Yesterday, Xiaomi announced global availability of the most affordable Snapdragon 845 flagship smartphone of 2018, Pocophone F1. On that list are about 50 countries. Nigeria is not one of them, while countries like Egypt, South Africa, Kenya and India are on it.
Once again, the supposed giant of Africa and the continent’s fastest growing mobile market has been excluded from an exciting product. If you have followed the news in the last one year, you must be aware of all the great products that get announced for, say, India. When was the last time you read of a product announced specifically for the Nigerian market?
Transsion’s Domination Of Nigeria’s Mobile Market
There is no arguing the point that TECNO, Infinix and itel currently dominate Nigeria’s mobile landscape. What some may be missing in that picture is that we are talking about roughly 38 million smartphones in the hands of 25 million users. This is a country of close to 200 million people.
If Transsion’s domination is limited to a small segment, then there is room for other brands to step in and push. The million naira question then is this: Why are those other brands not doing it? Why, for example, is Xiaomi not pushing harder in Nigeria? Why is the Pocophone F1, with its great value, not coming to the country?
Pocophone F1, Infinix Zero 5, TECNO Phantom 8 Comparison
Here is a comparison table of key features of Transsion’s flagships with the Pocophone F1 base model.
|Item||Infinix Zero 5||TECNO Phantom 8||Pocophone F1|
|Screen||5.98 inches||5.7 inches||5.99 inches|
|Chipset||Helio P25||Helio P25||Snapdragon 845|
|Storage||64 GB||64 GB||64 GB|
|Battery||4,350 mAh + Fast Charge||3,500 mAh + Fast Charge||4,000 mAh + fast Charge|
|Price||NGN 103,000||NGN 119,000||NGN 106,500|
We can dance around everything else, but having a Snapdragon 845 for the price alone gives the Pocophone F1 the upper hand in this fight. Even TECNO and Infinix understand the demand for Snapdragon processors as seen in some of their most recent phone releases. However, there is more. The F1 has the Xiaomi Mi 8’s exemplary camera, which is number 8 on the list of the best camera phones of 2018.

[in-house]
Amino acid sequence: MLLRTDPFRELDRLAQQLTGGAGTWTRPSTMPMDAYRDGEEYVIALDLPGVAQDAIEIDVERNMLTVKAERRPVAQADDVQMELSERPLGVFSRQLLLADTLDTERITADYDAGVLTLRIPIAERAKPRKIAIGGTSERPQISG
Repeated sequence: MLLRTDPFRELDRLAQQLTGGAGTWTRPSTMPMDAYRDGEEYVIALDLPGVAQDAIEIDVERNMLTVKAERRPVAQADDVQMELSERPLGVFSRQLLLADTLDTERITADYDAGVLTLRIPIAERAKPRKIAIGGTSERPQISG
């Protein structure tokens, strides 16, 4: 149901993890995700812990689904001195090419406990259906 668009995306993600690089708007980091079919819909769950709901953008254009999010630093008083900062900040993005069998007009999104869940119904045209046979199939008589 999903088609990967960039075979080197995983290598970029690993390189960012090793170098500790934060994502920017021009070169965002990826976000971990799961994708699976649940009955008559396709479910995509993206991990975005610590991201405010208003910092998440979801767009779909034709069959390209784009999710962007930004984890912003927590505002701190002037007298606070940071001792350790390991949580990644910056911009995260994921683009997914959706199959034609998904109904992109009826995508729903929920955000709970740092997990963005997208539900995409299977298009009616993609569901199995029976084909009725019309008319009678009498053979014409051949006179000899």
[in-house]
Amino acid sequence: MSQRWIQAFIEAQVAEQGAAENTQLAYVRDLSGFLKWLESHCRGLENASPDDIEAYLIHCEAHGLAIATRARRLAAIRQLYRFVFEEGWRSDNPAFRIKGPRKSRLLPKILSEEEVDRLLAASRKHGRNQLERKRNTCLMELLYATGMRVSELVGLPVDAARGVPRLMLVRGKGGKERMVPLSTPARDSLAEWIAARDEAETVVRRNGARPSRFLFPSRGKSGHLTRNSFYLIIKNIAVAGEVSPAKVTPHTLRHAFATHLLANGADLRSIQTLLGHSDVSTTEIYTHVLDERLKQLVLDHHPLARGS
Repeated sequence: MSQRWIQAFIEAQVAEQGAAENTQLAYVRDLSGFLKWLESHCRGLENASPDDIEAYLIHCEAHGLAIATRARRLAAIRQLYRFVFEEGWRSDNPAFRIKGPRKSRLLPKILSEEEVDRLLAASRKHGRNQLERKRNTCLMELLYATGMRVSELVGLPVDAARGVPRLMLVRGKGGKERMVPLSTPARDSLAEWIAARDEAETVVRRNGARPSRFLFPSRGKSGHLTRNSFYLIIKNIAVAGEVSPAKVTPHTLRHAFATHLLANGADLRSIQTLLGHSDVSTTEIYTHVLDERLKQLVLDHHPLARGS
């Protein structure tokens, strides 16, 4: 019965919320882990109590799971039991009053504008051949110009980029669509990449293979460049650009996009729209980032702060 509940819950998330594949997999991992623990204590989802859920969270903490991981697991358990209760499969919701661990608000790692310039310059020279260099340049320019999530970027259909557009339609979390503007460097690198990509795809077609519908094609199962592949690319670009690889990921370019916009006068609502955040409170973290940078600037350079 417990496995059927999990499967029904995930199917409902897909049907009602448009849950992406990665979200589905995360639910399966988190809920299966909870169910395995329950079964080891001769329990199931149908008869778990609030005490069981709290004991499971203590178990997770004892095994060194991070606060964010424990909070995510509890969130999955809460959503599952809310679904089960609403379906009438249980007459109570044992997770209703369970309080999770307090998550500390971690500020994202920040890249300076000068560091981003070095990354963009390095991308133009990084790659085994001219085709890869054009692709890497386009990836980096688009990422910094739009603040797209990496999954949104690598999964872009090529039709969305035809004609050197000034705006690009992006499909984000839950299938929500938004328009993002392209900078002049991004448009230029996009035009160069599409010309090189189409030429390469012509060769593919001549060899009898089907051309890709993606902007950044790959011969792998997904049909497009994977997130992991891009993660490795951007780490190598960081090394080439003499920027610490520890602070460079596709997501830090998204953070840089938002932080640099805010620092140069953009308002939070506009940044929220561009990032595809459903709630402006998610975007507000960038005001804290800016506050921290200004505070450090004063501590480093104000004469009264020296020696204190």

A Snapdragon 845 flagship at the price of the Pocophone is a steal. The next most affordable Snapdragon 845 flagships cost from N150,000 upwards all the way into N300,000 territory.
It is clear that the issue is not that of inadequate value offering that Xiaomi is not selling the Pocophone F1 in Nigeria. If these 3 phones compared above are presented as the only available options to people who are hunting for a flagship device, most would pick the Xiaomi F1 in a heartbeat.
The Stigma of Chinese Products?
Could it be that Nigerians will not buy the F1 because it is an unknown Chinese brand? While Xiaomi is popular among techies, non-techies generally do not know the brand. The last time I used a Xiaomi phone, people would ask what brand it was and when I answered, they would say something like, “Which one is that again?”
That isn’t just my experience. Many techies who have gone the Xiaomi route will tell you similar stories.
I think though that Nigerians have largely overcome their aversion towards Chinese brands. People turned up their noses at TECNO years ago. Nigerians won’t buy, we were told. Look where they are today. Nigerians will buy well-priced products regardless of who makes them.
Hyundai is a Korean auto brand, not Chinese, but they went through a similar process. From being ignored and derided when the brand first made an entry into Nigeria, they are now selling tons of cars.
I am not convinced that people will not buy Xiaomi devices just because they are Chinese. They just do not know the brand enough.
How To Sell Smartphones In Nigeria